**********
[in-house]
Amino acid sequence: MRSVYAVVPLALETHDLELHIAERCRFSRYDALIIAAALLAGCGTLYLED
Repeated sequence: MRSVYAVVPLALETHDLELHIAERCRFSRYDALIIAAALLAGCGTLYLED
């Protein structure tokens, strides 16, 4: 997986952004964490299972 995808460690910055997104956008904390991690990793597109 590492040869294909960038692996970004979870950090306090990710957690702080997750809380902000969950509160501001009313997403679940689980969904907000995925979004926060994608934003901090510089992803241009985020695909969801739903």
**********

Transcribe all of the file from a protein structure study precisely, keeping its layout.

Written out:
[in-house]
Amino acid sequence: MRSVYAVVPLALETHDLELHIAERCRFSRYDALIIAAALLAGCGTLYLED
Repeated sequence: MRSVYAVVPLALETHDLELHIAERCRFSRYDALIIAAALLAGCGTLYLED
């Protein structure tokens, strides 16, 4: 997986952004964490299972 995808460690910055997104956008904390991690990793597109 590492040869294909960038692996970004979870950090306090990710957690702080997750809380902000969950509160501001009313997403679940689980969904907000995925979004926060994608934003901090510089992803241009985020695909969801739903």